Probabilistic Design Analysis   •  75

8. Choose the probabilistic design tool or method (PDS). 9. Execute the loops required for the probabilistic design analysis (PDS). 10. Fit the response surfaces (if you did not use a Monte Carlo Simulation method) (PDS). 11. Review the results of the probabilistic analysis (PDS). Since analyzing complex problems can be time-consuming, ANSYS offers you the option of running a probabilistic analysis on a single processor or distributing the analyses across multiple processors. By using the ANSYS PDS parallel run capabilities, you can run many analysis loops simultaneously and reduce the overall run time for a probabilistic analysis. The following Figure 3.1 shows the flow of information during a probabilistic design analysis.

Figure 3.1.  The flow of information during a probabilistic design analysis.

3.2  Probability Distributions Probability distributions are a fundamental concept in statistics. They are used both on a theoretical level and a practical level. Some practical uses of probability distributions are: • To calculate confidence intervals for parameters and to calculate critical regions for hypothesis tests.

76  •  Using ANSYS for Finite Element Analysis

• For univariate data, it is often useful to determine a reasonable distributional model for the data. • Statistical intervals and hypothesis tests are often based on specific distributional assumptions. Before computing an interval or test based on a distributional assumption, we need to verify that the assumption is justified for the given data set. In this case, the distribution does not need to be the best-fitting distribution for the data, but an adequate enough model so that the statistical technique yields valid conclusions. • Simulation studies with random numbers generated from using a specific probability distribution are often needed. The mathematical definition of a continuous probability function, f(x), is a function that satisfies the following properties. 1. The probability that x is between two points a and b is: b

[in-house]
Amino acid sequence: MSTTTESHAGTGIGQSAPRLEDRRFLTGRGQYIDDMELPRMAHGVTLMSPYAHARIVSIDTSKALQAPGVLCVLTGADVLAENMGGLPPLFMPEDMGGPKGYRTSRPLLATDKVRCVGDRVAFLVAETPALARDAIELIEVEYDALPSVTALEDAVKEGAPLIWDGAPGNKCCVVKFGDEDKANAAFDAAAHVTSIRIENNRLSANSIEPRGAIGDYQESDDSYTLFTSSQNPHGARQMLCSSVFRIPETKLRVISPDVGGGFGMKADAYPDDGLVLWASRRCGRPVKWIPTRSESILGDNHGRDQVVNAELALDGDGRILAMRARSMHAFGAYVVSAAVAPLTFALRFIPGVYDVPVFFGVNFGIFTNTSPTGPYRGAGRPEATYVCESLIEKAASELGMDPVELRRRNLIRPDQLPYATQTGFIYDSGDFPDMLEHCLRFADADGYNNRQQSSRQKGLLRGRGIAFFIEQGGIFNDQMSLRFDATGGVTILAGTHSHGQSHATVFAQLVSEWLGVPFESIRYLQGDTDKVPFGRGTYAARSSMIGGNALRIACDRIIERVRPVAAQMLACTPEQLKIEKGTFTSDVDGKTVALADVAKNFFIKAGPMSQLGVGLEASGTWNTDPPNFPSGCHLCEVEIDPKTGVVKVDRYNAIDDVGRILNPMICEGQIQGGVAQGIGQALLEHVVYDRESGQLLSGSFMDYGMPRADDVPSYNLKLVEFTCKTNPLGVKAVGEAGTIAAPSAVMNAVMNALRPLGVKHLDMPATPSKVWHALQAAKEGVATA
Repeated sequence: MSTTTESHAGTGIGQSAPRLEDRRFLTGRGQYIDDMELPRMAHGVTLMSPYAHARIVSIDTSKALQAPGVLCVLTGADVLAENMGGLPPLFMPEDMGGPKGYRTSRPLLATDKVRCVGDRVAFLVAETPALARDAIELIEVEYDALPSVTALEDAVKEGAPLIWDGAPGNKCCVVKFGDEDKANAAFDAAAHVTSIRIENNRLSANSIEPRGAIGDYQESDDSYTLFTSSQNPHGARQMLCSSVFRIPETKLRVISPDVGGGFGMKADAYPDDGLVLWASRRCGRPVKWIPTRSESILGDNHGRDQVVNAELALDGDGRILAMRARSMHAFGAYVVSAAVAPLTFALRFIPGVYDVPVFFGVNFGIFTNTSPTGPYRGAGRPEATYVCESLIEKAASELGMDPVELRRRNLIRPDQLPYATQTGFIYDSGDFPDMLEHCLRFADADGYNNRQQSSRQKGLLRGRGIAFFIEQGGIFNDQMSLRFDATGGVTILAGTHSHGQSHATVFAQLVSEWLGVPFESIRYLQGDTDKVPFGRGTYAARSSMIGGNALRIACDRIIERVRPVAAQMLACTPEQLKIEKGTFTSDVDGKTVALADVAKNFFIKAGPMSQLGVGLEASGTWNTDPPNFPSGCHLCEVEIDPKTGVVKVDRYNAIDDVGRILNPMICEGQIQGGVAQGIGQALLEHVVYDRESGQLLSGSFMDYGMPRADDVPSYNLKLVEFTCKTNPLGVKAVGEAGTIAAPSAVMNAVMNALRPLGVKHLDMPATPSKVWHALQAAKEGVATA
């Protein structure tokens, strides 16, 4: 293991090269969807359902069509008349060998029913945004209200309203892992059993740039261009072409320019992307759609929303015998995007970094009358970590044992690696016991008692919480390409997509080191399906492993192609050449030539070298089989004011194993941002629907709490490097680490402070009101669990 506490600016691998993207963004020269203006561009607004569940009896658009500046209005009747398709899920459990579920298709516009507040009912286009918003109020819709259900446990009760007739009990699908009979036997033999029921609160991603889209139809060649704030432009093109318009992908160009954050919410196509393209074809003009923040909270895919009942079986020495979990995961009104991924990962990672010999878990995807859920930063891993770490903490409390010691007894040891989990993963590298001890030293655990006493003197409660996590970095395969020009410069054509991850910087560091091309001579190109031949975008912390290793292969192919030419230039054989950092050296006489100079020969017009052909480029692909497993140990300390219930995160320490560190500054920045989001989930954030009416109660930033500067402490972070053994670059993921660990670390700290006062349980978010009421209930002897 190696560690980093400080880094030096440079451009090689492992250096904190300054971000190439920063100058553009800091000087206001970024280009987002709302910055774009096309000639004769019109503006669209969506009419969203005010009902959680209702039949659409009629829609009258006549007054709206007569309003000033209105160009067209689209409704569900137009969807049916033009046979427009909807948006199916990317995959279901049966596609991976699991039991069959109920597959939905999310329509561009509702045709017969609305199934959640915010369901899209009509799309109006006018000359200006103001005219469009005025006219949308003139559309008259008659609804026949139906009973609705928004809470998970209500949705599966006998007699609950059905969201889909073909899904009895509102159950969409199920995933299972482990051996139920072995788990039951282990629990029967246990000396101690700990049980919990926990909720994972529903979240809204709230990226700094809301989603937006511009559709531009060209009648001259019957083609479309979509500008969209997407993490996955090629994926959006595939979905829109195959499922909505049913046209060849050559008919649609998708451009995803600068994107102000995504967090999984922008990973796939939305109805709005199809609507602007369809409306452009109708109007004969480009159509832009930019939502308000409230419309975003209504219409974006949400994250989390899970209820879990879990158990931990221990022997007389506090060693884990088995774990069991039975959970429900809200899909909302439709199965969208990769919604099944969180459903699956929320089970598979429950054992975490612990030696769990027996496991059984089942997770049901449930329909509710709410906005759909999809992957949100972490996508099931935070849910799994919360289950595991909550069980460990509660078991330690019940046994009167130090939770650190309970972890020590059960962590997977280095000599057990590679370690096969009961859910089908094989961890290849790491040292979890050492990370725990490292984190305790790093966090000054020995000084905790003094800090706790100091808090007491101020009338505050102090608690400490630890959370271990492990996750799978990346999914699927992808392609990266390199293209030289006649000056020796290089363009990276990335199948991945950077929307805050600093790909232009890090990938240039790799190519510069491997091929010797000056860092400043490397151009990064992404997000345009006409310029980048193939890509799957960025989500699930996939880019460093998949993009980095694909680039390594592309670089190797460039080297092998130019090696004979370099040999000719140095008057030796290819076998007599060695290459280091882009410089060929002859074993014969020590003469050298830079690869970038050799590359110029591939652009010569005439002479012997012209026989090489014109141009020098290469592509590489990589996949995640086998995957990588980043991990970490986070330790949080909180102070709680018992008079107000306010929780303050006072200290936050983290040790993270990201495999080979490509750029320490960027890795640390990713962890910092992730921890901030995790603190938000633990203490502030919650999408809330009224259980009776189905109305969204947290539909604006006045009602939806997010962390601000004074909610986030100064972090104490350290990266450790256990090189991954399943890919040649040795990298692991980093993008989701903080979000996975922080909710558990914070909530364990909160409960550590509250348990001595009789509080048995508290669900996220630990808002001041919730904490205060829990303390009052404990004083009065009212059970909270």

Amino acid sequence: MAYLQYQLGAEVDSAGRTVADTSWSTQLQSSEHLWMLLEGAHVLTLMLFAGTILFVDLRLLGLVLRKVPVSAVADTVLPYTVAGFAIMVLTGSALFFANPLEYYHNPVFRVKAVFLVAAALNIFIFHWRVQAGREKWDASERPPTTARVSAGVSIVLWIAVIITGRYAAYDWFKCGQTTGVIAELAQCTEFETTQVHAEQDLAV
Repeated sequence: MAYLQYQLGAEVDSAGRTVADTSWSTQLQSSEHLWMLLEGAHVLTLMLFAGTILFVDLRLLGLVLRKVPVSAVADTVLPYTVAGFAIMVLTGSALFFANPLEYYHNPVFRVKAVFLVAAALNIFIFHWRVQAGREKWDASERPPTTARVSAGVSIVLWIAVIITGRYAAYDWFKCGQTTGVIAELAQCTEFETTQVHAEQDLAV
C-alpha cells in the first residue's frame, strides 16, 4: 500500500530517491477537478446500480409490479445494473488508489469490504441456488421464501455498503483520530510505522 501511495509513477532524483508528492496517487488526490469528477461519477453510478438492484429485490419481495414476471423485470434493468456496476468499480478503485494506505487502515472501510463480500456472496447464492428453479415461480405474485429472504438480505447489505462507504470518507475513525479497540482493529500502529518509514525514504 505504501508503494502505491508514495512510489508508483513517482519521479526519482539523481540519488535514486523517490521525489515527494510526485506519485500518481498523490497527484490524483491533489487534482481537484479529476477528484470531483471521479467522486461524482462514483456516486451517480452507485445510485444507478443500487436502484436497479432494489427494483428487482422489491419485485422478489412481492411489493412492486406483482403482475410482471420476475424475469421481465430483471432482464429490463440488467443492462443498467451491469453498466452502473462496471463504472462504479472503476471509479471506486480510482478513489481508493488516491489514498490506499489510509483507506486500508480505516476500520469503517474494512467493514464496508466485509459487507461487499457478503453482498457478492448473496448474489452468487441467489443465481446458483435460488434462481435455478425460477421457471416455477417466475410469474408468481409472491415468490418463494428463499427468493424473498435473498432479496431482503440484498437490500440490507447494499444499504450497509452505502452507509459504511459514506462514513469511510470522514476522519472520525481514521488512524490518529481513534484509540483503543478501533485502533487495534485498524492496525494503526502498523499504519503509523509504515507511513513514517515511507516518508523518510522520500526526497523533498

p [ a ≤ x ≤ b ] = ∫ f ( x ) dx a

2. It is non-negative for all real x. 3. The integral of the probability function is one, that is: ∞

∫−∞ f ( x) dx = 1 What does this actually mean? Since continuous probability functions are defined for an infinite number of points over a continuous interval, the probability at a single point is always zero. Probabilities are measured over intervals, not single points. That is, the area under the curve between two distinct points defines the probability for that interval. This means that the height of the probability function can in fact be greater than one. The property that the integral must equal one is equivalent to the property for discrete distributions that the sum of all the probabilities must equal one. Probability distributions are typically defined in terms of the probability density function (pdf). However, there are a number of probability functions used in applications. For a continuous function, the pdf is the probability that the variate has the value x. Since for continuous distributions the probability at a single point is zero, this is often expressed in terms of an integral between two points.